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Old 26-05-2021, 09:28   #1
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Ditching the diesel inboard engine

Hi, i thought about starting a new thread on my specific current diatriva.

Im relatively new to boats, living and traveling on them since two or three years. Currently in Bremen, Germany, working on my steel sailboat before heading for a journey around Europe to the Med, via the North Sea.

I have a Bukh 20 diesel engine that came with the boat. It doesnt start since 4 years, seems to have compression, but the electric was a mess and i have disconnected some cables that where underwater in the bilge, i also dont have the start key for the motor... and i m no mechanic. So.

Every sailor i meet says its a great motor, and that i should make it run. But i m here, living on board, wanting to just go cruising now with this boat (new to me). And i have no money.

So im not a mechanic and i live and cruise with almost no money. Like, really no money. I dont pay to have the boat in places, i do exchange with the people in charge every time. It works for me.

My feeling is to just take this motor out, maybe sell it cheap, and get a ton of storage more on board (i need it, i travel with my tools and instruments).

I do have a brand new outboard from yamaha, a present from a friend, but its only 4PS. It runs smooth, and has maybe 15 hours of use. The boat weights maybe 4 to 5 tons.

So i can only go with the current using the outboard, when its calm. I mounted it in the stern on the portside. I built a nice motor mount so that i can get the motor and propeller out of the way while sailing and in doing so, it also doesnt interfere with the windvane.

My logic is that being no mechanic and having no money, i shouldnt be relying on a diesel inboard engine at all.

Other people can, because the either can fix the motor themselves, or have acces to workshops, or the money to pay specialists.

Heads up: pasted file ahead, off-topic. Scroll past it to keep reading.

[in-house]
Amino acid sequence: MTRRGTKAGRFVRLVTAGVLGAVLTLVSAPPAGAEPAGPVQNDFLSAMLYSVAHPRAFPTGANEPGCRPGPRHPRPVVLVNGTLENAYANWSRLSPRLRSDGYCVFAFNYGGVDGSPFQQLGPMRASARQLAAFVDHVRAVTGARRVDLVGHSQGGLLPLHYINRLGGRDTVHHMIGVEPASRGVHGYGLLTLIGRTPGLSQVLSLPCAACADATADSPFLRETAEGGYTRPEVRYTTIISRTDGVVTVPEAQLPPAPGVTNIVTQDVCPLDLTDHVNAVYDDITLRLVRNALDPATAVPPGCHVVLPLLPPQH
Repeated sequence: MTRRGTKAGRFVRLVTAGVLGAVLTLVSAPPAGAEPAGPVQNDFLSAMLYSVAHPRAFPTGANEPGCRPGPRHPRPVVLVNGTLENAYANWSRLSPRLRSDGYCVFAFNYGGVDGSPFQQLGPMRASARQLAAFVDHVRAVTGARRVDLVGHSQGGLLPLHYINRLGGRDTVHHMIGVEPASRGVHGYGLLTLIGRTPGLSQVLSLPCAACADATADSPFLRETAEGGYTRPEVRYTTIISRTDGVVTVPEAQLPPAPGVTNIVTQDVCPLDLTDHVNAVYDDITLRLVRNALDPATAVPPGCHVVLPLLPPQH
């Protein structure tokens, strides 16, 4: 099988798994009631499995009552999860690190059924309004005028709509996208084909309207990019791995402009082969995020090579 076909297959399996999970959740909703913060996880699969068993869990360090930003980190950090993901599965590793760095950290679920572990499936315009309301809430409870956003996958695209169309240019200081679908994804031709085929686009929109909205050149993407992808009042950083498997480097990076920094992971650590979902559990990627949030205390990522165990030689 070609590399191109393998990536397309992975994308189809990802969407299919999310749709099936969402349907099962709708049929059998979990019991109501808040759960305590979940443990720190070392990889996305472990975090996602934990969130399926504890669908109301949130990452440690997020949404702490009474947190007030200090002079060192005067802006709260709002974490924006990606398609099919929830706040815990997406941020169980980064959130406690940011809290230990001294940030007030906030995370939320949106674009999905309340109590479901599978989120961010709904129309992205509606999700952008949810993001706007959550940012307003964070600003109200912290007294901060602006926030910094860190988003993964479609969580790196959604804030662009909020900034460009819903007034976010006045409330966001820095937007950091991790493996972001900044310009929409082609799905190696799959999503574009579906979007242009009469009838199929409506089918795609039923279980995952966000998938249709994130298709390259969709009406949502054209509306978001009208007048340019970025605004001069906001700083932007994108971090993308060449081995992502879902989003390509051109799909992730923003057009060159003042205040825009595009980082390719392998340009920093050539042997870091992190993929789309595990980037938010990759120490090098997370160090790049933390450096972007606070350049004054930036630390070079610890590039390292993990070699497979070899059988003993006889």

But in my specific case, i believe a big heavy motor that i dont understand nor enjoy working on, may not be for me.

Even if i could make it start, it would be a big economic effort to invest on the filters and oil needed for a minimum service. And if anything breaks at some point, i will be clueless on how to fix it, not to mention my unability to buy spars.

I also dont like much sharing my vital space with a motor. Nor the prospect of dragging a propeller while going under sail. Nor the holes in the hull. Did i mention that i ve got rid of the galley and the sea toilet in all my boats?

Now the question: am i crazy ditching the diesel? I know it can save your life/boat and also make your life easier...

But in my experience, and i am a long therm traveller, carrying expensive and heavy stuff that i cant fix... is a no no. Even if it can be helpful sometimes.

All other matters on board, i can fix, and i do fix myself. Woodwork, metalwork, stitching, etc. I m just no mechanic, and i dont enjoy working with motors. I can build and fix a windvane, a sculling oar, dismantle a carburator from an outboard and clean the chiclets, but i struggle to see myself dealing with the big heavy diesel motor.

To cruise with a tiny outboard will require better preparation and study of the passages, but i feel its the right thing for me. I would like to hear your take on this one.

By the way, im now working on the boat before i depart from Bremen direction Mediterranean.

There will be a fair amount of North Sea southerm coast from Bremerhaven to Bres. Thats the bit that wil require more careful planning i m guessing.

Then there is the bit of Biscay, which i hope to sail no later than July.

And then a more relaxed leg i expect, down the portuguese coast.